By Linus Ignatius
10.12.2014 / Exberliner
Daniel Wetzel of performance group Rimini Protokoll explains the trio’s “multi-player video piece” Situation Rooms, coming to Berlin December 14.
Guided by a video playing on an Ipad, you wander through a film set as you follow the perspectives of real people whose lives have been shaped by weapons: a drone pilot, a war photographer, a shooting champion at a gun range. Chosen for this year’s Theatertreffen but not shown in Berlin until now, Situation Rooms is the latest of Rimini Protokoll’s site-specific, informative pieces modeled after current events. The founders – Wetzel, fellow German Helgard Haug and Swiss Stefan Kaegi – have received numerous awards worldwide for their contributions to theater, including the German Faust prize (2007) and the Silver Lion at the Venice Biennale (2011).
What inspired you to create a piece on the arms industry?
We were examining the paradox of producing and selling weapons. We thought, we want to learn more about why it is like that. So we started from the German viewpoint. But you can’t just discuss it nationally; it’s actually a European question. And then we decided to make a model of the whole world in these 20 rooms. It’s about many, very different viewpoints on the fact that there are weapons and violence everywhere in the world.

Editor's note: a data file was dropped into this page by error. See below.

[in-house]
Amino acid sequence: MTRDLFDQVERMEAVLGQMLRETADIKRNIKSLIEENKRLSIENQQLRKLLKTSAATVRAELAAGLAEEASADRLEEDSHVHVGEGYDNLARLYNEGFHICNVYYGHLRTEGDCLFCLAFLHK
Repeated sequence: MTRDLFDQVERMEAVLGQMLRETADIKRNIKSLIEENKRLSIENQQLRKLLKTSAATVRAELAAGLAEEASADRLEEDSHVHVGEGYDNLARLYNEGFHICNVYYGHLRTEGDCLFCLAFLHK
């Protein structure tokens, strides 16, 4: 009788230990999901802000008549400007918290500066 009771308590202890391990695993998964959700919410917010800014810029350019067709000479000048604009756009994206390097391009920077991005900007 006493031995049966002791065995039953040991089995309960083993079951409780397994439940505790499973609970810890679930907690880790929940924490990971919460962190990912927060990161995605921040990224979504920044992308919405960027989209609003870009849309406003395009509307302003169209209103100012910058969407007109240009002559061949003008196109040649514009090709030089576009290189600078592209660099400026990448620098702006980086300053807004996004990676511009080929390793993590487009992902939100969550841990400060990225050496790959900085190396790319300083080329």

How did you choose your characters?
We wanted to talk to people in the industries. It’s not so easy, the further up you go. You can enter a shop and talk to the person that sells guns. But if you talk to lobbyists, they give you half an hour, they know what they want to say and they don’t listen to you. Talking to manufacturers – no chance. They’re not interested! They say, “Look, the theatre audience is the liberal left. Why should I stand there like an idiot and explain why my product is important? There are regulations. If you don’t like them, change them. Otherwise I will do my work. There is no reason for dialogue.” But in the end we managed to work with what you would call a lobbyist of the German weapon industries, a Swiss salesman of defence systems and a man who has been manufacturing canon tubes and other high precision parts throughout all his career at the belt.
How did you continue your research when you encountered these roadblocks?
One journalist said to us, “If you want to talk about weapons, you can think about the weapon or the wound.” So we also started research from the side of those who had been affected by violence. We spoke with refugees at Oranienplatz and people from Doctors Without Borders.
What kinds of people did you encounter?
I’d never spoken to a drone pilot before, or a lawyer who defends victims of drone strikes in Pakistan. I’d never spoken to someone responsible for cartel killings in Mexico, or refugees from Sudan who had to escape Libya because otherwise they would be slaughtered by rebels. You know these faces from TV or media, but it’s something else to meet them and learn what they have to share.
Is there anyone who stands out particularly strongly?